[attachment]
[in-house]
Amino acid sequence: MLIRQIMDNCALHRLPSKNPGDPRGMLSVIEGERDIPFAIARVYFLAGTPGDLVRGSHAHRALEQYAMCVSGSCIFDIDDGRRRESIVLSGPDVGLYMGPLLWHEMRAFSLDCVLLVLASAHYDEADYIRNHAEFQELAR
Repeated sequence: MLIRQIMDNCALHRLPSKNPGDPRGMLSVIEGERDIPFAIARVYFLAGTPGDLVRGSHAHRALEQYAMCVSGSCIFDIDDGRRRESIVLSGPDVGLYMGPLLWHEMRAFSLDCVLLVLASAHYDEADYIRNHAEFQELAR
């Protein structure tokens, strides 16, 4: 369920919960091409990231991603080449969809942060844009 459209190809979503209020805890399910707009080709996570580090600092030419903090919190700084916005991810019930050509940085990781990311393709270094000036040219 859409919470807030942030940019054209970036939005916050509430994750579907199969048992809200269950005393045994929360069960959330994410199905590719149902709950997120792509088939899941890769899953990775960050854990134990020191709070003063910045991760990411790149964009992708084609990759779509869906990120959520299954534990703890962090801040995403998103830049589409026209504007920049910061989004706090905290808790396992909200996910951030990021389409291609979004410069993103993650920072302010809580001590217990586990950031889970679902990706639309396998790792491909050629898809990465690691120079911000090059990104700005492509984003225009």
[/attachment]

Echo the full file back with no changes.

[in-house]
Amino acid sequence: MLIRQIMDNCALHRLPSKNPGDPRGMLSVIEGERDIPFAIARVYFLAGTPGDLVRGSHAHRALEQYAMCVSGSCIFDIDDGRRRESIVLSGPDVGLYMGPLLWHEMRAFSLDCVLLVLASAHYDEADYIRNHAEFQELAR
Repeated sequence: MLIRQIMDNCALHRLPSKNPGDPRGMLSVIEGERDIPFAIARVYFLAGTPGDLVRGSHAHRALEQYAMCVSGSCIFDIDDGRRRESIVLSGPDVGLYMGPLLWHEMRAFSLDCVLLVLASAHYDEADYIRNHAEFQELAR
């Protein structure tokens, strides 16, 4: 369920919960091409990231991603080449969809942060844009 459209190809979503209020805890399910707009080709996570580090600092030419903090919190700084916005991810019930050509940085990781990311393709270094000036040219 859409919470807030942030940019054209970036939005916050509430994750579907199969048992809200269950005393045994929360069960959330994410199905590719149902709950997120792509088939899941890769899953990775960050854990134990020191709070003063910045991760990411790149964009992708084609990759779509869906990120959520299954534990703890962090801040995403998103830049589409026209504007920049910061989004706090905290808790396992909200996910951030990021389409291609979004410069993103993650920072302010809580001590217990586990950031889970679902990706639309396998790792491909050629898809990465690691120079911000090059990104700005492509984003225009």